Surrounding Mike were men bragging about their offenses. They called out things like, grand theft, robbing a bank, beating up mom. Far from his mind was the filth on his silk trousers; more so, it was the reality that he was not safe. Being surrounded by 13 men who gave off the “I’m not moving for whitie” vibe made for a very uncomfortable evening. All Mike could think was, “They are criminals with guns who could give a shit about me or anyone. I was freaked,” he said.

At that very moment, the light went on. “What have I done that has brought me to this place?” He felt he had no other choice but to say, “All right, God, I give this all to you. I am sorry for my sins. Whatever my brothers have, I want it too [salvation]. I am asking you to come into my life.”

A calm feeling came over Mike, as he slipped off to sleep again.

The sound of metal hitting the cell bars awoke him for a second time. Sugar donuts were being passed around; his name was called, and he was taken off to a court room.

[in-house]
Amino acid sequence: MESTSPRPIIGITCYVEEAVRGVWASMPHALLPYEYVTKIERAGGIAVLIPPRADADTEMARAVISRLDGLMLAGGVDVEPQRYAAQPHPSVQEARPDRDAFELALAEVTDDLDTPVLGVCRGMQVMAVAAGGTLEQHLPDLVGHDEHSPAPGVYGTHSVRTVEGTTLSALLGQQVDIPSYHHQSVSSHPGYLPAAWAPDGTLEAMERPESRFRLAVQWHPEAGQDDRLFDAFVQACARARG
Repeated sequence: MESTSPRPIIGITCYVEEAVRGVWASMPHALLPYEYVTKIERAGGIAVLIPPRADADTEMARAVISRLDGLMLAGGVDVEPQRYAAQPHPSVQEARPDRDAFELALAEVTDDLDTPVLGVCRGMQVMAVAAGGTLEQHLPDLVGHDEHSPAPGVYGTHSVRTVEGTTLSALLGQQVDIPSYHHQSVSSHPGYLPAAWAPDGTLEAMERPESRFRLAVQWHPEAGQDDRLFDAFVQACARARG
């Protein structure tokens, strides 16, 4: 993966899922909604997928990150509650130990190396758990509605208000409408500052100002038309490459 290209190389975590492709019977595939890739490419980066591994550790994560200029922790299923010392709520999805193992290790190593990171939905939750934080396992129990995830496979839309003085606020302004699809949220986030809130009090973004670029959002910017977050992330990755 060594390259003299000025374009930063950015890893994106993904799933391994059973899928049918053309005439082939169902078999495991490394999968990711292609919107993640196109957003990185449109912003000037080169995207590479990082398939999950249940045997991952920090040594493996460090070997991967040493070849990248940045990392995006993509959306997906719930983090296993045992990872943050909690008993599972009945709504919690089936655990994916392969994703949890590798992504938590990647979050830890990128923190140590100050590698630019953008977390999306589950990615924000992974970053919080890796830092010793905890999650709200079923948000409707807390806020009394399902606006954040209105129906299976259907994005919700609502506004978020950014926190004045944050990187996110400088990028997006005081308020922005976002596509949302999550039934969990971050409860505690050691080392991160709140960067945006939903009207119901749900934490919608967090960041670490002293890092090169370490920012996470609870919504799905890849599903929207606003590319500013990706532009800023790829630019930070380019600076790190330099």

Mike was released that morning. He hitchhiked home in his soiled evening Disco-wear, and found himself wondering where his life would go from here. He attended church that week with his brothers and went to the altar for prayer. Mike expressed his gratefulness to God, and wept as he felt the Holy Spirit come into his life. He asked Jesus to be the Lord over everything in his life. He finally felt the love of God. He knew God would be the father he needed, filling the void his own father had left years before.

Over the next few months, Mike knew there was more to life than what he had been doing before his arrest. He had been working, drinking; going no-where.

 As he was re-baptized, he asked the Lord, “What do you want me to do?”

Strangely enough, a sign came. Sitting on his desk the very next day was a sticky note that said, “Go into all the Earth and preach the good news.” Matthew 28
Mike knew he was being called to spread the Gospel- The love of God.

Fast forward–Thirty years later: I asked Mike how the scripture and calling had impacted his life. Where was he now? How had the jailhouse conversion and subsequent call been fulfilled?